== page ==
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Be Happy It Happened At All

Wise words from an unreal doctor are no less relevant in adulthood and in a foreign city and at 5:48am.

Be happy it happened at all, not sad it is over.

Or something in that vein.

But try selling that platitude to a boy who has seen his favorite kind of truck from his elevated backseat perch; rose red and gleaming in sun and streetlight, a glittering gem in a world of dusty pebbles.

For an unreasonably long swath of highway, stretching from day into night, the truck was by his side, out his window, right there! It rode shotgun to his captain, or the other way around.

The boy’s heart screamed at him, saying that if he really wanted to he could reach out for it, but even a silly young boy knows that glass and wind and the sheer speed of it all makes such a thing an impossibility. The mind always wins. And it’s (not always but more often than not) for the best. In the moment though, and in the immediate aftermath, it rarely ever feels that way.

Curiously, the boy didn’t long to be inside the truck or, to be fair, even touch it, save for maybe a right hand pointer finger run gently along it’s polished chrome trim. He wished only to see it up close, on flat blacktop on a lingering summer’s day; to be, for as long as physically possible, in its cool shadow on one side, locked in the sunlight it reflects on the other.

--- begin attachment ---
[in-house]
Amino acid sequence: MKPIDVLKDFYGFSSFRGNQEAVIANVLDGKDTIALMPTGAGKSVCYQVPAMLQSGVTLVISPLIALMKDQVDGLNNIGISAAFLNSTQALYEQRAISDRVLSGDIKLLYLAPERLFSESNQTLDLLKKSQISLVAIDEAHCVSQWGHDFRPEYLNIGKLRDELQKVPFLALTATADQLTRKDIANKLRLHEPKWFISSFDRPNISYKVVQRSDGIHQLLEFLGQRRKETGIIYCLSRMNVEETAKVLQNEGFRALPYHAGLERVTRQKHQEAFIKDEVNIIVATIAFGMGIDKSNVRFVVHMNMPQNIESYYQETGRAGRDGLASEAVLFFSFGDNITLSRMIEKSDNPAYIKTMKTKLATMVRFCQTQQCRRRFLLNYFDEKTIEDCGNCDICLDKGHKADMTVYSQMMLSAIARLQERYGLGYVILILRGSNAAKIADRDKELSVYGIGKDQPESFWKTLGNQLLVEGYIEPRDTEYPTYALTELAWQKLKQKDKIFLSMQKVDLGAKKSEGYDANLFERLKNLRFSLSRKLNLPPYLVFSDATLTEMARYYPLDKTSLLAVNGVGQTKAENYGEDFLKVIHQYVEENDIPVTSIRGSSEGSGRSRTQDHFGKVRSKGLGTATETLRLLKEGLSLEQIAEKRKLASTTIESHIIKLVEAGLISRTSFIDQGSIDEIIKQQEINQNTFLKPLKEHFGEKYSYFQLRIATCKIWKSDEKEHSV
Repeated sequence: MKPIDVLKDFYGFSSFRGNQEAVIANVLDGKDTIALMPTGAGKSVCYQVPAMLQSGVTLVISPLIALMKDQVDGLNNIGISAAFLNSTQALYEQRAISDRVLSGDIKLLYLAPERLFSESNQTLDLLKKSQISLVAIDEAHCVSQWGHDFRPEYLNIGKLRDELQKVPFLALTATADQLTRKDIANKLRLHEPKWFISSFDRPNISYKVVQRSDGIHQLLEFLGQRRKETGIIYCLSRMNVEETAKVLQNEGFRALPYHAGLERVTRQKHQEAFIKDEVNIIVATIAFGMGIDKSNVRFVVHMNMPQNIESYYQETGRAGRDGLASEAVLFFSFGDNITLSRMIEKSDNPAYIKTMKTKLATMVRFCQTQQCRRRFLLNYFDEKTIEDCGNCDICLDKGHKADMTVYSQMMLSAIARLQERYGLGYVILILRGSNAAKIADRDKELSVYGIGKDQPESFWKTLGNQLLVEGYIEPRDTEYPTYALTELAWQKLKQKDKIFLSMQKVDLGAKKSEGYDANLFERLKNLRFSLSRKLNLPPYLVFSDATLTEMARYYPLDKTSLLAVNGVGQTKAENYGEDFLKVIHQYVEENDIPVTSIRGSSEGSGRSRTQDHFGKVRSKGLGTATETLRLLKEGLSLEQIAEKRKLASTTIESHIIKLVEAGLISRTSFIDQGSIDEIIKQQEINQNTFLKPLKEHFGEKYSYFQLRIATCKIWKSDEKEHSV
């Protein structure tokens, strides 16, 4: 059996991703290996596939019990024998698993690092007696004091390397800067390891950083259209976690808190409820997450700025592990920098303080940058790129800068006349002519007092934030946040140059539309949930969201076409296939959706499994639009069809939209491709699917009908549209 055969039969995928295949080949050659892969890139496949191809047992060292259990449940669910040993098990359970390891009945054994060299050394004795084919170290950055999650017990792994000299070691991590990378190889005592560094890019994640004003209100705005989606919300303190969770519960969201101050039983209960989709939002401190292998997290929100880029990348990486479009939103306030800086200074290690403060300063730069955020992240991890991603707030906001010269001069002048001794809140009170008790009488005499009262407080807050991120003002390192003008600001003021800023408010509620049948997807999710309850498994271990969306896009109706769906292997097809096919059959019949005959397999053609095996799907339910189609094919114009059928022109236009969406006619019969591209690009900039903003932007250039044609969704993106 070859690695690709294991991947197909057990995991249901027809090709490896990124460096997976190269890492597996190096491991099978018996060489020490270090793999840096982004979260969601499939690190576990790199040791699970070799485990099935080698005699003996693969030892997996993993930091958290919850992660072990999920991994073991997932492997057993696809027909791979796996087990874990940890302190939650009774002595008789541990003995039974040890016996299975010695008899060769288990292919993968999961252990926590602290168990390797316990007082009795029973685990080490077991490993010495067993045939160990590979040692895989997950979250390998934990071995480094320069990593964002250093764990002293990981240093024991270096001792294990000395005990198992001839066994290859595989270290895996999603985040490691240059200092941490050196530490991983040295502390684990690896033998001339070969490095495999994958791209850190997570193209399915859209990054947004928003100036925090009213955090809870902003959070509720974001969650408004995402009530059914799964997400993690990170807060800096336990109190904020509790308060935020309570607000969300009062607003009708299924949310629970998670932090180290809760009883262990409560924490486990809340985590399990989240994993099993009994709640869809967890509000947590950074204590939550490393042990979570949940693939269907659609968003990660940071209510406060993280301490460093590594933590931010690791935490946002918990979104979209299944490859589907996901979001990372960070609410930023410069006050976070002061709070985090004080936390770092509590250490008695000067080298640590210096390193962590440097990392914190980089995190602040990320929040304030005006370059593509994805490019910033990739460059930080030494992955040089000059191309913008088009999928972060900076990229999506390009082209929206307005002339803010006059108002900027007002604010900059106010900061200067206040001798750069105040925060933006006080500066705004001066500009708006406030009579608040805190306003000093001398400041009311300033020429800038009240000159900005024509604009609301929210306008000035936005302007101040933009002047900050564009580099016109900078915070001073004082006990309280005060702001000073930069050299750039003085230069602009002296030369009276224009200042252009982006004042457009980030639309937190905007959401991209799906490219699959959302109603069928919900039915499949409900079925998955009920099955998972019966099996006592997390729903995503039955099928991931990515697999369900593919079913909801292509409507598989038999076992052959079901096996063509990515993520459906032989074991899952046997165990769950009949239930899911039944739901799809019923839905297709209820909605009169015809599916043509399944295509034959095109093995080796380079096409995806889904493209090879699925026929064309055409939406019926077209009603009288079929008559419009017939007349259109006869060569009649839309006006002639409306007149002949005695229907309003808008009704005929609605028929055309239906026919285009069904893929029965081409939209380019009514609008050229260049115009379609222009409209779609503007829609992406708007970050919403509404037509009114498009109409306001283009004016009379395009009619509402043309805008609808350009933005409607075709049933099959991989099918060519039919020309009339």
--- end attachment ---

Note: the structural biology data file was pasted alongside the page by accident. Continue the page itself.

Kids don’t appreciate time. It’s not their fault. Time is a complication of life and takes living more of it to even begin to grasp. Appreciation of the time granted us takes longer, takes running out of it. One of the blessed curses of existence.

The truck could have been alongside him for an hour or seven, and he’d still have wailed and developed a stuffy nose when it pulled away in the left lane or fell behind at one of the many toll booths scattered along this route.

Be happy it happened at all, son, for what you bore witness to was unreasonable magic; a favorite thing, a source of immense joy, alongside you for longer than would seem plausible in any other place, on any other day and night and nearly day again.

The boy is far from New Orleans now, on a ship, surrounded by friendly-faced strangers but no trucks at all. He’s at a reading of Horton Hears A Who, but what he’s thinking about this morning is the fading dream of the unobtainable spotless rose red truck he once kept distant company with, not the Mayor of Whoville or a speck of dust or a pretend doctor or any of these people cresting like waves around him.

He’s trying to be happy it happened but he’s failing.

He is still just a boy.

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  1. As always, you hit me right in the feels my friend. I feel everything about this.

  2. So you so much for reading and for the kind words, Mike. I’m glad I could take you back there with me and make you feel it as well.

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